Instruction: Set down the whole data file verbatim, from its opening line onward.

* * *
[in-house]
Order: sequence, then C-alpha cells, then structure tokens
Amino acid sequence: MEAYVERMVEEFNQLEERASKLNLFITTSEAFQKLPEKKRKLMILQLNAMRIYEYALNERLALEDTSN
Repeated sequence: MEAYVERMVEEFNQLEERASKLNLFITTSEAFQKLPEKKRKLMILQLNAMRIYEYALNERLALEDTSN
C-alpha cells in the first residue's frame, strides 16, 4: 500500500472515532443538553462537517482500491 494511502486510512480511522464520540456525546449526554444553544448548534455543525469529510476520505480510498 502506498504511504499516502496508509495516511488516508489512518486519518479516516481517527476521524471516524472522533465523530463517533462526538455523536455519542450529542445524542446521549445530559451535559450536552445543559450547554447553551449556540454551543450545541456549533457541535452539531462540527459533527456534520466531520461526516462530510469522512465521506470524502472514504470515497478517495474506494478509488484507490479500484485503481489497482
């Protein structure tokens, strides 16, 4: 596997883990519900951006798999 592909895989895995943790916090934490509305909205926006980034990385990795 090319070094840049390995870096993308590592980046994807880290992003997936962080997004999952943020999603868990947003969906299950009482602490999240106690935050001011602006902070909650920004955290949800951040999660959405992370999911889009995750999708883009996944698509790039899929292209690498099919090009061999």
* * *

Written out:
[in-house]
Order: sequence, then C-alpha cells, then structure tokens
Amino acid sequence: MEAYVERMVEEFNQLEERASKLNLFITTSEAFQKLPEKKRKLMILQLNAMRIYEYALNERLALEDTSN
Repeated sequence: MEAYVERMVEEFNQLEERASKLNLFITTSEAFQKLPEKKRKLMILQLNAMRIYEYALNERLALEDTSN
C-alpha cells in the first residue's frame, strides 16, 4: 500500500472515532443538553462537517482500491 494511502486510512480511522464520540456525546449526554444553544448548534455543525469529510476520505480510498 502506498504511504499516502496508509495516511488516508489512518486519518479516516481517527476521524471516524472522533465523530463517533462526538455523536455519542450529542445524542446521549445530559451535559450536552445543559450547554447553551449556540454551543450545541456549533457541535452539531462540527459533527456534520466531520461526516462530510469522512465521506470524502472514504470515497478517495474506494478509488484507490479500484485503481489497482
């Protein structure tokens, strides 16, 4: 596997883990519900951006798999 592909895989895995943790916090934490509305909205926006980034990385990795 090319070094840049390995870096993308590592980046994807880290992003997936962080997004999952943020999603868990947003969906299950009482602490999240106690935050001011602006902070909650920004955290949800951040999660959405992370999911889009995750999708883009996944698509790039899929292209690498099919090009061999």